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Don’t fall for fraud

Physiotherapists can get caught up in insurance scams. Colin Jemide describes how to spot the fraudsters.

The Insurance Fraud Enforcement Department (IFED) is a specialist police unit that investigates serious, organised and opportunistic insurance fraud across England and Wales. 
 
The IFED has seen a recent increase in cases of exaggerated claims and over-invoicing by those involved in fraud. These claims are often for minor soft-tissue injuries such as whiplash, or medical costs, loss of earnings and rehabilitation care linked with road traffic accidents.
 
Cases include claiming for physio sessions that were not actually provided or where the number of sessions was exaggerated. Sometimes there is complicity with claimants. The most recent high-profile case was that of a doctor, Benjamin Chang, who submitted false claims for numerous physio sessions never carried out.  
 
This type of fraud is normally facilitated by professional ‘enablers’ who can be broadly described as those misusing expertise to facilitate fraud and who are engaged in the provision of services as part of the claims process. They can play a key role, wittingly or unwittingly using their professional standing to give claims the appearance of legitimacy. 
 
Insurance companies are also seeing a rise in corrupt examiners preparing medical reports for a person they have not examined in return for a fee. In some circumstances a doctor’s details have been used fraudulently, which is where private-practice physiotherapists need to be aware and take precautions.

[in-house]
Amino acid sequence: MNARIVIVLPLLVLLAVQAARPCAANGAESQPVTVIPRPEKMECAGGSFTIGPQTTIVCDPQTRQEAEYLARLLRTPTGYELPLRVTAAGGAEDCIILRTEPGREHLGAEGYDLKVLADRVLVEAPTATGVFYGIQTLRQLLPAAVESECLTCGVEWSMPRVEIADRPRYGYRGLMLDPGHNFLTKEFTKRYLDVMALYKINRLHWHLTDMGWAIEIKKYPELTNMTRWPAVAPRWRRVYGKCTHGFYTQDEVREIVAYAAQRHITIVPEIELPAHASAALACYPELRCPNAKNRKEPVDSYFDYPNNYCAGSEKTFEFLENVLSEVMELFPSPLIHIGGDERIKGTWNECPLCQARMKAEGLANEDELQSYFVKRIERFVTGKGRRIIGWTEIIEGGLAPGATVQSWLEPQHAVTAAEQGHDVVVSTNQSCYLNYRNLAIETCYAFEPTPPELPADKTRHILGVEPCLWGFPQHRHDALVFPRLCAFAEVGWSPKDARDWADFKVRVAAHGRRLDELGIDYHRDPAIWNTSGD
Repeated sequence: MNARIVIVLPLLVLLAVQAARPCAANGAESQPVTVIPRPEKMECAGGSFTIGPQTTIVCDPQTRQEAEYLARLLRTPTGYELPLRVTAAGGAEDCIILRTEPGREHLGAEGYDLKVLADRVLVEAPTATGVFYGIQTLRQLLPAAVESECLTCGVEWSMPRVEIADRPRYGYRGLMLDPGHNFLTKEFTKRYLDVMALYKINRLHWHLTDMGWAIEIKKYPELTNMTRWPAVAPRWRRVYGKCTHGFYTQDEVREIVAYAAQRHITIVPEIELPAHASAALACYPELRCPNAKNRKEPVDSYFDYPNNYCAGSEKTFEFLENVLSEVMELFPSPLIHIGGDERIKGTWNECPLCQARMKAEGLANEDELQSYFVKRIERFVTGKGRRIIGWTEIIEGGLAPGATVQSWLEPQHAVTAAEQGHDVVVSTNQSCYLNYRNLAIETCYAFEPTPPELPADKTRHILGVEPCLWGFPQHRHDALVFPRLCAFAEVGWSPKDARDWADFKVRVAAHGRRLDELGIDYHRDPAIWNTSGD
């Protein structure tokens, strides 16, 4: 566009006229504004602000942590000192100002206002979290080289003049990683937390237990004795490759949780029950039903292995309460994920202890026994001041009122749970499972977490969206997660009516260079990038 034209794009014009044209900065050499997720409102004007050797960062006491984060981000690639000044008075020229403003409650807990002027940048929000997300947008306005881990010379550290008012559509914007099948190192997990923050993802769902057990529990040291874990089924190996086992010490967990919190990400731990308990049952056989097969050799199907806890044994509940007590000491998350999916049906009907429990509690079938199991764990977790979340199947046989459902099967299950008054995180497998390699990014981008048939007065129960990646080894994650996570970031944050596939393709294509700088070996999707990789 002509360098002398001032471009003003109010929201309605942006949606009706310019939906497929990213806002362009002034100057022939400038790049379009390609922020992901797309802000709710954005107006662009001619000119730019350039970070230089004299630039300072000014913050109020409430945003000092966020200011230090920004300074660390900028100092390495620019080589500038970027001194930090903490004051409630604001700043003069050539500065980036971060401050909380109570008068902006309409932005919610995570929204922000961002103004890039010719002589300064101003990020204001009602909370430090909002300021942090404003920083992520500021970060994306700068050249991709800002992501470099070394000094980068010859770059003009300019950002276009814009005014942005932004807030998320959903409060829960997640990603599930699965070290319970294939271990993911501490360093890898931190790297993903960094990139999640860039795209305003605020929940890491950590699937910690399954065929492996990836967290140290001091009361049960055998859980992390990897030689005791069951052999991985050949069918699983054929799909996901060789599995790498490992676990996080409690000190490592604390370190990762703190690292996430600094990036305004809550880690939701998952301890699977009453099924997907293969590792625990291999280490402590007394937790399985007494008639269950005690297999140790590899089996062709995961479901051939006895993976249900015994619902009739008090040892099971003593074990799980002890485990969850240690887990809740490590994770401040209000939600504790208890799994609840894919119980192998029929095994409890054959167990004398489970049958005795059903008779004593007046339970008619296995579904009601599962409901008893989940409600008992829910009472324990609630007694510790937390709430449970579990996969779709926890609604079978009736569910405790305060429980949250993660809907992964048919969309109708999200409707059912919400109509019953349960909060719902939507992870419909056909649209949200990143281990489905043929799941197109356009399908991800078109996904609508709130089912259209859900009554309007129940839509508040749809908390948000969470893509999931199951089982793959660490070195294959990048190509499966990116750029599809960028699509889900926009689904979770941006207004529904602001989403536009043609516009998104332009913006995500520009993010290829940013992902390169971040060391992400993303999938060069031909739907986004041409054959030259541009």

The advice from the IFED to physiotherapists in private practice centres on ensuring due diligence;
 
  • put systems in place to check that reports are not altered after being submitted,
  • report instances of requests to sign suspicious documents or blank invoices,
  • be vigilant of report templates being used for fabrication of false physiotherapy sessions,
  • put measures in place to prevent professional identities being stolen,
  • be aware of the implications and dangers of being complicit, unknowingly or knowingly, 
Finally, practitioners should remember their professional responsibilities, including the duty to adhere to legal and regulatory requirements, and to act with integrity, honesty and openness.
 
  • Colin Jemide, prevent adviser, Insurance Fraud Enforcement Department, City of London Police

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Article Information

Author(s)

Colin Jemide, Prevent adviser, Insurance Fraud Enforcement Department, City of London Police

Issue date

19 July 2017

Volume number

23

Issue number

13
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